Biden asks Congress for $33 billion in additional emergency aid for Ukraine

Biden asks Congress for $33 billion in additional emergency aid for Ukraine
U.S. President Joe Biden speaks in the Roosevelt Room of the White House in Washington, D.C., U.S., on Thursday, April 28, 2022. Biden will ask Congress to provide $33 billion for military, economic, and humanitarian aid to Ukraine, as well as the power to seize and sell the assets of wealthy Russians. Photo by Samuel Corum/UPI | License Photo

April 28 (UPI) -- President Joe Biden called on Congress in a speech Thursday to swiftly pass a measure giving $33 billion in additional emergency support to Ukraine to defend against Russian forces, a signal that the president is making a serious commitment to oppose Moscow's military designs.

Biden has already given billions to the Ukraine war effort, but he said a few days ago that the funds are quickly running out.


In his remarks Thursday, the president stressed the importance of U.S. aid in repelling Russian President Vladimir Putin's invasion.

"We need this bill to support Ukraine's fight for freedom," he said. "We either back the Ukrainian people as they defend their country, or we stand by as Russians continue their aggression and atrocities in Ukraine."

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He added that although the Kremlin continues to put out "disturbing rhetoric," the United States will not respond in kind to Moscow.


"We're helping Ukraine defend itself against Russian aggression," Biden said. "As long as the assaults continue, we will continue to provide assistance."

Biden urged Congress to pass a bill allowing the government to seize and forfeit assets and property linked to wealthy Russian oligarchs and using those proceeds to support Ukraine. The House on Wednesday overwhelmingly passed a resolution asking for the same thing.

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"President Biden will send a proposal for a comprehensive legislative package that will enhance the United States government's authority to hold the Russian government and Russian oligarchs accountable for President Putin's war," the White House said in a statement earlier Thursday.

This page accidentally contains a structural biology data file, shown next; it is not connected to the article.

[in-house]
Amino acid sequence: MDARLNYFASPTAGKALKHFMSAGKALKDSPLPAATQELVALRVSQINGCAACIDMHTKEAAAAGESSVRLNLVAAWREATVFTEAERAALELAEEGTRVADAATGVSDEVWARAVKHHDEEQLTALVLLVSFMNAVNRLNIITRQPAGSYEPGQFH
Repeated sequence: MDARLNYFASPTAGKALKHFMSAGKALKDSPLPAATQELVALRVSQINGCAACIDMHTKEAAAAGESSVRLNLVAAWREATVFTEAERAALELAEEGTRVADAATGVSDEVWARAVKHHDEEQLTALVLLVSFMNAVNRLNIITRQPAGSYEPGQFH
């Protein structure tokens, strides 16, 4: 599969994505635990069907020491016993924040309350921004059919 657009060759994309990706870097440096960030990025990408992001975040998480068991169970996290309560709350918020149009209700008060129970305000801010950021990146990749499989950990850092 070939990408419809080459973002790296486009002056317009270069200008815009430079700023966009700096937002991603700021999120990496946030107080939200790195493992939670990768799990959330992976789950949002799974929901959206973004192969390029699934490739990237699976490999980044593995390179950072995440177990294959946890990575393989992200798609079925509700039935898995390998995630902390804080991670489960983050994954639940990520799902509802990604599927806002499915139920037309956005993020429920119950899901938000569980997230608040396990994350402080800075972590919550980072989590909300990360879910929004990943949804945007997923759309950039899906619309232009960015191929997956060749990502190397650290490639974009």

The new call comes after Biden pledged an additional $1.3 billion in aid for Ukraine last week, which includes military, economic and humanitarian assistance. At the time, he said that further aid beyond that would have to come from Congress. Biden's government has already provided Ukraine with more than $3 billion since Russia launched its invasion on Feb. 24.

The new efforts announced Thursday include greater ability to seize Russian assets, transfer some of those assets to Ukraine, tightening sanctions and expanding prosecution powers.

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"We have laid out and now implemented a three-part strategy," a senior administration official told reporters earlier Thursday. "We have imposed powerful sanctions and unprecedented export controls on Russia. We have bolstered NATO's force posture on the eastern flank. And we have provided robust military and other assistance to Ukraine as it sought to defend its territory from an outrageous and unlawful Russian attack."


"Despite having no boots on the ground, our assistance has made a significant difference on the battlefield, helping the brave citizens of Ukraine to win the Battle of Kyiv and to continue to deplete the Russian military," the official added.

Biden's speech and new commitment comes four days days after Secretary of State Antony Blinken and Defense Secretary Lloyd Austin traveled to Ukraine to meet with Ukrainian President Volodymyr Zelensky. During the visit, they said that Ukraine is succeeding in its campaign to repel Russian forces and that Moscow is failing.

Responding to questions from the press pool after his speech Thursday, Biden was asked about escalating warnings from the Kremlin that have raised the specter of nuclear war if the West interferes too much in its war in Ukraine. The president condemned those warnings and said that no one should be making idle comments about using nuclear weapons.

Biden also rejected Russian accusations that the United States and NATO are fighting a proxy war against Moscow and said those remarks show just how desperate the Kremlin is getting after failing in their initial objectives to take Kyiv.


The president told reporters after his speech that he's considering diverting some U.S. natural gas sales to Poland and Bulgaria -- two European Union countries that were entirely cut off by Moscow earlier this week. Putin said he suspended sales of Russian gas to both nations because they refused to pay for it in rubles.

Scenes from Ukraine: Destruction, atrocities and mourning in Borodianka, Bucha and Irpin

Scenes from Ukraine: Destruction, atrocities and mourning

Priest Andrii Gavalin presides over the funeral of Eugene Bogdanov, 35, in Bucha, Ukraine, on May 10. Bogdanov went missing two months ago. His wife, Natalia Bogdanova, was searching for him throughout the Kyiv and Bucha regions when his body was found at a morgue in Belaya Tserkov on May 9. Photo by Ken Cedeno/UPI | License Photo

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